Or going before the international tariff boards?

    Or just about anything other than being stupid?

    And trying to start a war with Iran to distract from it


    YEs, how about just about any other course of action

  11. #950
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    Trump puts tariffs on China. They retaliate by cutting purchases of farm products. Farmers start hurting so trump gives them welfare. But how does a country that is flat broke and pays for everything by borrowing money from China pay for welfare for farmers? By borrowing even more money from the China, of course.

    I've tried to make sense of this but just can't.

  12. #951
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    Quote Originally Posted by Spinit View Post
    I think it would be positive to have a fair trade arrangement.
    But this idiot has no idea how Chinese protectionism is done, he hasn't touched any of the mechanisms of mercantilism, China doesn't need ANYTHING from the US, it's all available elsewhere.

    Conversely, Walmart for one will have nothing on the shelves if they don't buy from China. They are not the only ones. Try to do without a Made in China sticker.

    You guys put all your eggs into one basket, now you want to throw the basket out the window.

    Tariffs are in place. See what happens.
    What's going to happen is that China goes elsewhere for imports and doesn't come back. People that have spent years building up a business can piss on it now, it's dead. "Other low-cost countries" cannot do what China does because they have no self-control (e.g. Africa, ha ha) and no money and no resources and no infrastructure. It took thirty years for China to get where she is, and she had good planning and intelligent leaders and 1.2 billion people. You think Zimbabwe is going to do that in a week ? Or ever, for that matter ? India has been trying the same thing for the past thirty years and has gone nowhere.

    Trump HAS NO PLAN. It's not as if he really wanted to revitalize US manufacturing. There's nothing behind this shit. Not a single idea for accomplishing anything. "Protect imaginary property !" Go fuck yourself.

    He's just throwing a temper tantrum. China does not need the US. They have Europe, the rest of the Americas, Africa, Australia, the rest of Asia, and 1.2 billion of their own citizens to sell to.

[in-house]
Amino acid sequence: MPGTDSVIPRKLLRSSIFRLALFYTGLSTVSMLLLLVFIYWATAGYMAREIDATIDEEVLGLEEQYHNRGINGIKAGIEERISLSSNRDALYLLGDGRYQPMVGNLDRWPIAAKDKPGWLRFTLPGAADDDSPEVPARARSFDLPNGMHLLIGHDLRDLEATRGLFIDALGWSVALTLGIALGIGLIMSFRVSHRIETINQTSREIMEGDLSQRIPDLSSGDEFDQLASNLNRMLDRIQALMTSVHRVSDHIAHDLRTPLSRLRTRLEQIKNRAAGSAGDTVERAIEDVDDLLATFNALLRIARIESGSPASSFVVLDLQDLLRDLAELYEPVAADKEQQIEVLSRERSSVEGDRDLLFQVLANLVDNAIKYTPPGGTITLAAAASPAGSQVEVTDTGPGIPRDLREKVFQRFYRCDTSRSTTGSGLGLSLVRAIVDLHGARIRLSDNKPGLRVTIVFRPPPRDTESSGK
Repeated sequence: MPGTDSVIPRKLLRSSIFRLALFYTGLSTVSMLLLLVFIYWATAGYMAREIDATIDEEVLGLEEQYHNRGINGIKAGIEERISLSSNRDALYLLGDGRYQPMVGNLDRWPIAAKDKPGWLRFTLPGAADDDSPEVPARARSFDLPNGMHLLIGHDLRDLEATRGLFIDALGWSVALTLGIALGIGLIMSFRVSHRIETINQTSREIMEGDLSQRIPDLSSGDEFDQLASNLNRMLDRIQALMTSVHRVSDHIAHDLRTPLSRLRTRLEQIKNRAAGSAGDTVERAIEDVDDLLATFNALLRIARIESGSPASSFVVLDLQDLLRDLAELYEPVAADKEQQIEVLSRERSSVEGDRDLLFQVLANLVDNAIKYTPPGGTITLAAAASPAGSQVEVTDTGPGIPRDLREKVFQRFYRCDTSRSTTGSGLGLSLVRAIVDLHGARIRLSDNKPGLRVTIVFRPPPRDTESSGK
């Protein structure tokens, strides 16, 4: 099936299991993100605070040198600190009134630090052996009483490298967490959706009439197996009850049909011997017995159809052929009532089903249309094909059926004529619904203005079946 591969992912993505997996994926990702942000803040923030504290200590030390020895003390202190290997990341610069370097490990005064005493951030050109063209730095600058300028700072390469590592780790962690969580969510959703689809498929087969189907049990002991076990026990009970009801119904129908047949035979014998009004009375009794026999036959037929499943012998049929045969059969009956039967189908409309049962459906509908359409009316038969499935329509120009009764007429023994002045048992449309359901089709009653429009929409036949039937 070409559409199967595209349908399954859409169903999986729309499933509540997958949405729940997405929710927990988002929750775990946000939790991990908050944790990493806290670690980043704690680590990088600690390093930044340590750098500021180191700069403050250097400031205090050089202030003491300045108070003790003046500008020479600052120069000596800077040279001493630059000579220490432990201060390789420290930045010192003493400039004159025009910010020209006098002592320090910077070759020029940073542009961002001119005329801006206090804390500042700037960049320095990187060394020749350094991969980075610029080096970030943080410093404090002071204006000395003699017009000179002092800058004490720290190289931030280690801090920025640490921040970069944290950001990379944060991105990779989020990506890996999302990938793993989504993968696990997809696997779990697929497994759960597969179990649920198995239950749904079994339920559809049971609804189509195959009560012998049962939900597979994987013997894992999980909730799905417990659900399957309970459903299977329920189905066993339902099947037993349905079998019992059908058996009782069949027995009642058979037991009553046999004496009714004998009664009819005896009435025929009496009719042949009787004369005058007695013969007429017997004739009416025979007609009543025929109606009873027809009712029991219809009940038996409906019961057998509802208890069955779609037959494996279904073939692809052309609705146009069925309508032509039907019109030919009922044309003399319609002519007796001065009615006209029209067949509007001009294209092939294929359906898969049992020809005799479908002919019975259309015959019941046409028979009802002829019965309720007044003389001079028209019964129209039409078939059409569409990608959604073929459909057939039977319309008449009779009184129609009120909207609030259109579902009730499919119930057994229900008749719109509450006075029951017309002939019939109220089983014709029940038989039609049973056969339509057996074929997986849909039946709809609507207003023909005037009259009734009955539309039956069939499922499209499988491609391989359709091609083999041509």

Who will "win" when they tell the US to go fuck itself ?

    btw, the briliant strategists in Worshington were convinced that Chinese companies would drop their prices to counteract the illegal (the president DOES NOT HAVE THE POWER to enact these tariffs. Light bulbs are not a national security emergency WHAT THE FUCK IS CONGRESS DOING ?) tariffs. They have not. That should tell people something. China is going to use this chance to demonstrate that tariff wars do not end well for ignorant, stupid, aggressive imbeciles.

    Also consider the fact that China has demonstrated that it can take temporary pain for a long term goal, while the US needs instant gratification and quarterly "improvements" to survive. The US no longer knows what a long term goal is.

    This is not going to turn out well. The man is an idiot.

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    1. I agree.
    It would decimate US sugar producers, and meat producers, if a fair trade agreement was implemented.

    2.
    I agree.
    We see what is happening.
    China trade grows 30-35% ex-usa, 2018.

    Quote Originally Posted by Spinit View Post
    1.
    I think it would be positive to have a fair trade arrangement.

    2.
    Tariffs are in place. See what happens.

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    Make America Great Again!